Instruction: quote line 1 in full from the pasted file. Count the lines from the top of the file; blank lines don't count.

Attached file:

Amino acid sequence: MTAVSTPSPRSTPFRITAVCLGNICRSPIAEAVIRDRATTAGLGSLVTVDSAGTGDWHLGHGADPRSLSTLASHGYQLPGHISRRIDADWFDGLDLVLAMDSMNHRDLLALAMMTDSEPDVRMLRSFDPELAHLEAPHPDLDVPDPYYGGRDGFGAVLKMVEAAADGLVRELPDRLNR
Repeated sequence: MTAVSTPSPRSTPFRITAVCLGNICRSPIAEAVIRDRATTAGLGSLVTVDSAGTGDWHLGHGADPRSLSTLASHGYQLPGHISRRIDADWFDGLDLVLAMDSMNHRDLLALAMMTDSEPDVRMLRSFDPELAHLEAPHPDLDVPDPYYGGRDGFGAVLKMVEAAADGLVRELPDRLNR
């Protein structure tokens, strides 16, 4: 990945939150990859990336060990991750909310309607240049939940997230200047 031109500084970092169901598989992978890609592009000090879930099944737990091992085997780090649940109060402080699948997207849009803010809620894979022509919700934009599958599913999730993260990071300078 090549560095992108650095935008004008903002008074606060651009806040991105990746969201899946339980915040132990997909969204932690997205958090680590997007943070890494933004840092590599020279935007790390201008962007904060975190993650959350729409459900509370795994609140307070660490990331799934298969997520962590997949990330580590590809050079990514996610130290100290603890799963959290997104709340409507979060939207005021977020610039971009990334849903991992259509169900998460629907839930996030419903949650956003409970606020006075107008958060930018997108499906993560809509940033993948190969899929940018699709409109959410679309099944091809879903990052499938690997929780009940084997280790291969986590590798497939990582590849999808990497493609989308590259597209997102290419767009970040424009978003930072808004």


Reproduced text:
Amino acid sequence: MTAVSTPSPRSTPFRITAVCLGNICRSPIAEAVIRDRATTAGLGSLVTVDSAGTGDWHLGHGADPRSLSTLASHGYQLPGHISRRIDADWFDGLDLVLAMDSMNHRDLLALAMMTDSEPDVRMLRSFDPELAHLEAPHPDLDVPDPYYGGRDGFGAVLKMVEAAADGLVRELPDRLNR